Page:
By Sarah Harrison
Tickets please! ultimate boarding name! try out those 8 action-packed scenes to work out what occurs in the course of a whole day at a hectic airport. In each one photograph, the airport buzzes with job. staff chase canines and cost baggage. tourists store and sleep. well-known humans come and cross. continue your eye at the clock too. through spending an entire day within the comparable position, you could watch occasions spread from morning to nighttime.
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Additional resources for A Day at an Airport (Time Goes By)
1 include severe cardiac problems, partial sight or blindness, partial hearing or deafness and epilepsy. 2 demonstrate the heterogeneity of the families in the cohort. Having a child with Down’s syndrome as a family member is the only feature that they all possess in common. 1 demonstrates, the children with Down’s syndrome are also a varied and diverse group. It is worth remembering, when considering the lifestyles of these children and their families, that, at the time of the interview, many of them were coping with at least one major source of potential stress or concern in addition to their child’s disability.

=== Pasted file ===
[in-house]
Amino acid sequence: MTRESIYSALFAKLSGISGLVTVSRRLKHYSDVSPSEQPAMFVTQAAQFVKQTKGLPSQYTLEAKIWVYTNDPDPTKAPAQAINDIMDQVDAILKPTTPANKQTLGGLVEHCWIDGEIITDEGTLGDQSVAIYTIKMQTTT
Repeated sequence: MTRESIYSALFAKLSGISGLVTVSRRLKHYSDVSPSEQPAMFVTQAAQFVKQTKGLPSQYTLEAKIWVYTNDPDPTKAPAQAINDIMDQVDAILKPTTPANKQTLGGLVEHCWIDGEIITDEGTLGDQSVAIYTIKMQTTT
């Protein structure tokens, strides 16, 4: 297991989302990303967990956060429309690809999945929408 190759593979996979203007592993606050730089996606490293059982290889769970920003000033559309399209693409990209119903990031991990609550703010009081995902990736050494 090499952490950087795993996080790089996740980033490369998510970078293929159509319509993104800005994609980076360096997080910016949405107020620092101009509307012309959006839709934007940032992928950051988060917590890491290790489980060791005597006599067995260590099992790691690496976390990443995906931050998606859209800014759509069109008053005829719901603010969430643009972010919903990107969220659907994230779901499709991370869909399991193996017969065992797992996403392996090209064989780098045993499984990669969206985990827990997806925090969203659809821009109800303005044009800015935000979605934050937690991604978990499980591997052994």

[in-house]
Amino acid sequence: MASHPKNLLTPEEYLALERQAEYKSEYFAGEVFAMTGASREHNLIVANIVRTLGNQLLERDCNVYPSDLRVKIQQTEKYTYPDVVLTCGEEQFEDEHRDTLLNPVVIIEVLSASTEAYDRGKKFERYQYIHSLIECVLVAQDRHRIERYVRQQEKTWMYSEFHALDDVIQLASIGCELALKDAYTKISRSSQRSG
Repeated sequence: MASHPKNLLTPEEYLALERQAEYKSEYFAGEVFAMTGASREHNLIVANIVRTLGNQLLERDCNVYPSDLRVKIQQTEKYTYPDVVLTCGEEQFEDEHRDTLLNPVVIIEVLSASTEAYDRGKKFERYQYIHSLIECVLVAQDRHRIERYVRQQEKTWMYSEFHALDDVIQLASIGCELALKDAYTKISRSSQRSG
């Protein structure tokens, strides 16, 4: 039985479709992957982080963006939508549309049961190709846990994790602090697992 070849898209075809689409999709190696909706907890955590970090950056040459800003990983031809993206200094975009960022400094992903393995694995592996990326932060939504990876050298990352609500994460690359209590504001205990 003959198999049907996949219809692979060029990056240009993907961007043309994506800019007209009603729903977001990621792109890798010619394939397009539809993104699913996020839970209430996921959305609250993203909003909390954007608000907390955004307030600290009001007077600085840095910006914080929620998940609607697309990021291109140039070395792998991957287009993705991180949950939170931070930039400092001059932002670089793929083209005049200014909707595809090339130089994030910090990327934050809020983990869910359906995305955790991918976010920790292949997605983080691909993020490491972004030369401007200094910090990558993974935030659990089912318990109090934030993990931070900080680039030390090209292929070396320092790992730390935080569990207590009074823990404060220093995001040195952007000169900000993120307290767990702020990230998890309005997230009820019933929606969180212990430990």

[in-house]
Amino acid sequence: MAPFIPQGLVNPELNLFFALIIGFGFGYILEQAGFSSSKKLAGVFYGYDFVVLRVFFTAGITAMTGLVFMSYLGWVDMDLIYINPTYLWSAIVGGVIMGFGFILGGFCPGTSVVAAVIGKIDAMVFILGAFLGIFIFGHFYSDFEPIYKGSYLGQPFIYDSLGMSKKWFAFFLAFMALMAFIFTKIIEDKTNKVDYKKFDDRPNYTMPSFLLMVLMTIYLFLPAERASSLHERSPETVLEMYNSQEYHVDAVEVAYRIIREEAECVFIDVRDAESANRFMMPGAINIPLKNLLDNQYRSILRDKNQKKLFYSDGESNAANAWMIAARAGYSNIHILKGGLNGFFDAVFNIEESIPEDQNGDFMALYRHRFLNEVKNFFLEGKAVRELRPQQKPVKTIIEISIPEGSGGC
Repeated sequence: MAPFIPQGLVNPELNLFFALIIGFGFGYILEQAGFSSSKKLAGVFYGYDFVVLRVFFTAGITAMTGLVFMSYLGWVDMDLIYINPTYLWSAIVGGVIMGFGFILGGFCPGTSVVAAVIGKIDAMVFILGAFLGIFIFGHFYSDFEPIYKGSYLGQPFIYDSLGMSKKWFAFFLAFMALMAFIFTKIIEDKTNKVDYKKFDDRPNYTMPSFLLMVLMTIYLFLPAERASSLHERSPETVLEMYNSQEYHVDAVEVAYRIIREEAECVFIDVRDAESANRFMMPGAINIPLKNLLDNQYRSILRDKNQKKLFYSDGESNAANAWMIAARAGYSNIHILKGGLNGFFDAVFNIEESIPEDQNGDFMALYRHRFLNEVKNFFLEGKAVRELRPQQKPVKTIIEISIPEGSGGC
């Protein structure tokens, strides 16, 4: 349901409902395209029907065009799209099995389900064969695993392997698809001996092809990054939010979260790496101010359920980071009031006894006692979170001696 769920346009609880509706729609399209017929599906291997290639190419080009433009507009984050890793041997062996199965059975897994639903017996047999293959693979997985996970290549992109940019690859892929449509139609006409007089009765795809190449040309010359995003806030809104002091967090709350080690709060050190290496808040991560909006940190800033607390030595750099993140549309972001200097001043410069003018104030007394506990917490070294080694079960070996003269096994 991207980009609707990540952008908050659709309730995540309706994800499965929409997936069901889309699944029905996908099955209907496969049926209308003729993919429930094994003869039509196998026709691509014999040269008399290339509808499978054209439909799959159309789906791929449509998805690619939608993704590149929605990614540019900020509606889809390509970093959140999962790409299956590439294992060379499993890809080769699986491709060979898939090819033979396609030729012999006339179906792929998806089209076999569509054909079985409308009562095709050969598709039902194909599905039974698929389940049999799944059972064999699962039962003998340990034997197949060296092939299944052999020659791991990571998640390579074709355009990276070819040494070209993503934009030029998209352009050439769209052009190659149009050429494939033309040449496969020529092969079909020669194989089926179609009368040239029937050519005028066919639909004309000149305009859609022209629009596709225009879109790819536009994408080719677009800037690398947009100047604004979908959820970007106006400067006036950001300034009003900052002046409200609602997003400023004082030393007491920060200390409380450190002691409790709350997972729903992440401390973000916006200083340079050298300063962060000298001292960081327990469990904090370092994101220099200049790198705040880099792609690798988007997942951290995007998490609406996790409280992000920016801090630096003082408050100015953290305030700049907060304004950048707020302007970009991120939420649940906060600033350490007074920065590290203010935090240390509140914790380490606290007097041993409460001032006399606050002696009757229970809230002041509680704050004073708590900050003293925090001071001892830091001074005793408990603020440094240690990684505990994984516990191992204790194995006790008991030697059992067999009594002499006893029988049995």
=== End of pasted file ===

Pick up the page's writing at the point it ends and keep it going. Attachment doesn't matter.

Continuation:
However, the children in the cohort differed considerably from seven-year-old, non-handicapped children, both in terms of their favourite activities and their friendships. The stages of their play and the activities they enjoyed reflected their developmental rather than their chronological age. Similarly, they interacted more in the neighbourhood with children of a similar developmental level. This has some implications for educational integration and suggests that we should not expect success if we insist on a rigid adherence to chronological-age streaming.
The biggest punishment for him is to be withdrawn from activities and to have our disapproval, actually. He’s very easy to punish. He gets very upset if he knows you disapprove. The majority of mothers also rewarded their children for ‘good’ behaviour, the most frequent rewards being praise, a clap or a hug. Just over half of the mothers we interviewed felt that they treated the child with Down’s syndrome differently to their other children (53 per cent). Most of these felt that they were less strict with the child with Down’s syndrome (46 per cent), with only eight per cent being more strict.
A Day at an Airport (Time Goes By) by Sarah Harrison